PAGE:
The Foot Fitness Board is a superior way to strengthen the ankle for medial / lateral movement which is key for reducing the risk of an ankle sprain!  And there are other great exercises on this ankle board that can help train the foot and ankle for better motion for improved gait.  This is a great tool to use before and/or after a walk or run to keep your ankles strong and flexible so if you happen to step off a curb funny, or land in a pothole, you won’t suffer the pain of an ankle sprain (or worse!)

The Yamuna Foot Savers are excellent for helping reduce the risk of Plantar Fasciitis – another very common foot problem for runners and walkers.  If you experience pain, or extreme tightness along the sole of your foot, the Yamuna Foot Savers help to release the unnecessary tension in the muscles and fascia on the bottom of the feet.  My Foot Savers travel with me everywhere, and are also lovely end of the day treat for gals who spend lots of time wearing high-heeled shoes!

In addition to these two easy to use foot-care products, there are lots of simple foot stretching and strengthening exercises you can incorporate into your training program to help keep your feet and ankles healthy.  Most people don’t realize that even a short 3-5 minutes of focused foot fitness exercises can make a huge impact on helping you avoid foot pain and foot injuries.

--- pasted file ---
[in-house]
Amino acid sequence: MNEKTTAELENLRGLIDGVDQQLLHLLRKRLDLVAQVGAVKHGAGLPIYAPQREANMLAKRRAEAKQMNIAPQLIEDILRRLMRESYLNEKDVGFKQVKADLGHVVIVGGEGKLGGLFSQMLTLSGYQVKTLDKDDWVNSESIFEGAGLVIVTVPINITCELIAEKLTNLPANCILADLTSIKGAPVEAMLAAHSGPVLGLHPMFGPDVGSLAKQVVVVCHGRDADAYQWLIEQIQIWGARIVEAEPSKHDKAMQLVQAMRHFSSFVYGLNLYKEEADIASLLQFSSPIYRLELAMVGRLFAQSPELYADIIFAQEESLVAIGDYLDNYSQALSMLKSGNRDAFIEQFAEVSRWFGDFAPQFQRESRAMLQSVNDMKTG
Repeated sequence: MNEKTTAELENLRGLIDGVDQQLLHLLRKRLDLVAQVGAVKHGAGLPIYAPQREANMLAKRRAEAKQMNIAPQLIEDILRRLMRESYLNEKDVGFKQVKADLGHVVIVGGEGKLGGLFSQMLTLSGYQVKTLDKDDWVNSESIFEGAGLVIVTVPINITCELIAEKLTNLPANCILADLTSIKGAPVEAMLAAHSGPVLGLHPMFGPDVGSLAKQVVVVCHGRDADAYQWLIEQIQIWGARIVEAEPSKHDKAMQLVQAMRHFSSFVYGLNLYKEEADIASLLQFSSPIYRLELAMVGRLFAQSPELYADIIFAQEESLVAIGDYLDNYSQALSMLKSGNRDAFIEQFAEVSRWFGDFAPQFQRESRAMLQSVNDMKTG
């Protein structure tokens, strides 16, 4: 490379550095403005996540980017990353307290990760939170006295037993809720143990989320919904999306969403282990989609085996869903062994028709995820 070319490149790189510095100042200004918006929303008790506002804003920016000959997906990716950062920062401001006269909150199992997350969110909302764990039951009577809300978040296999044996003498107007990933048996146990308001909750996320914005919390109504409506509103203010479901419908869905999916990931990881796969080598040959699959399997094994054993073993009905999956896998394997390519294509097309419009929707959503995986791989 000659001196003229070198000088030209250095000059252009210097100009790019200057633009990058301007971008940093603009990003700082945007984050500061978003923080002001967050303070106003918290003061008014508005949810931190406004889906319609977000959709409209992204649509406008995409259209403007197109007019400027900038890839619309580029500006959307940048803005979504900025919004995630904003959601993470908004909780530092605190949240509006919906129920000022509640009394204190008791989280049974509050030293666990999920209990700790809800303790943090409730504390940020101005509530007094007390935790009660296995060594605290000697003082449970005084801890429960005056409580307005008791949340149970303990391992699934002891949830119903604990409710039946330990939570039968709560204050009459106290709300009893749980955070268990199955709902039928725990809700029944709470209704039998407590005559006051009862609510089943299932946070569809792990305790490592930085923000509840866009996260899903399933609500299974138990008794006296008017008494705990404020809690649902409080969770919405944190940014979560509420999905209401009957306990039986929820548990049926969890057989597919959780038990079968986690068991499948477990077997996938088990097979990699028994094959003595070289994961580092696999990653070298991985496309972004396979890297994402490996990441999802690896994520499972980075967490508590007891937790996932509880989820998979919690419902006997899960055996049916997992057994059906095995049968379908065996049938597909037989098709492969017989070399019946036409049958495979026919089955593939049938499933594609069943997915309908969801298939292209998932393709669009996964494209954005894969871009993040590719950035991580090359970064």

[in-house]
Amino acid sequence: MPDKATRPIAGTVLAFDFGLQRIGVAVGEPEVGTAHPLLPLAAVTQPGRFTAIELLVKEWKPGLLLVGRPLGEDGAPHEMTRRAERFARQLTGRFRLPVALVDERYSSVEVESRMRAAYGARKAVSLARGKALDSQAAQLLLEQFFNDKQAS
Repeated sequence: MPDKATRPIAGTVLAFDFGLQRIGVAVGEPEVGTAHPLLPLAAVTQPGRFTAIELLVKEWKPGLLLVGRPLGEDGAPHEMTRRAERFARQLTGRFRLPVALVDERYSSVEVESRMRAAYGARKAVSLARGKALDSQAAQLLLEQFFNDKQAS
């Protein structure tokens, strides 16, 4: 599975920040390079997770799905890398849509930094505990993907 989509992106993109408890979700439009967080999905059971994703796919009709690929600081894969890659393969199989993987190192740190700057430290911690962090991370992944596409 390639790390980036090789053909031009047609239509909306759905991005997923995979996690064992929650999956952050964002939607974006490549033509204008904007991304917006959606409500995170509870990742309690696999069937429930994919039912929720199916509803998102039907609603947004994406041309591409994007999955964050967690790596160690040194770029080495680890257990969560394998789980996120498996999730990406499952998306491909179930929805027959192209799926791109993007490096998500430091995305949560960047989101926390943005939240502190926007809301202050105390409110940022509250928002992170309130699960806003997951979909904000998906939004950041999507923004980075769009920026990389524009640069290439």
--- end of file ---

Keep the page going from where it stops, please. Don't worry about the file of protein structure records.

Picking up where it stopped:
• If you are interested in cross-training with Pilates, there are many wonderful exercises to work/stretch the legs, feet, and ankles on the Reformer, Cadillac, and Chairs, and it can be helpful to have the expert eye of a well-trained Pilates Teacher help tweak your body alignment, and find the right muscles to get the most from your workouts.  Everything you learn about using your body correctly with Pilates should, in time, transfer back to walking, running, and every other activity you do.
  • If you’re looking for some quick and easy exercises to do at home before or after a walk or run, grab a copy of Fantastic Feet!  Exercises to Strengthen the Ankles, Arches, and Toes.  This book is filled with lots of great foot-care exercises that you can easily do on your own.

Have you ever suffered an ankle sprain?  Did it turn into a chronic foot problem?  What tips do you have to help improve the strength, flexibility, and mobility of your ankles and feet?  Here’s a link to the article that started my thoughts for this post about improving the health of your feet and ankles: Foot positioning during walking and running may influence ankle sprains.

Our feet are the most used, least cared for part of the body.  I encourage you to take a little time before and/or after your workout, walk, or run to specifically treat your feet, ankles, and toes to some stretching and strengthening exercises.  Be proactive to help maintain great alignment, keep things moving properly, and ensure that you can avoid chronic ankle injuries and enjoy pain-free feet!


Aliesa George: Over the past three decades, Aliesa George has helped assist people with their personal health journeys by sharing, teaching, and developing Pilates, Foot Fitness, and other Mind-Body programs.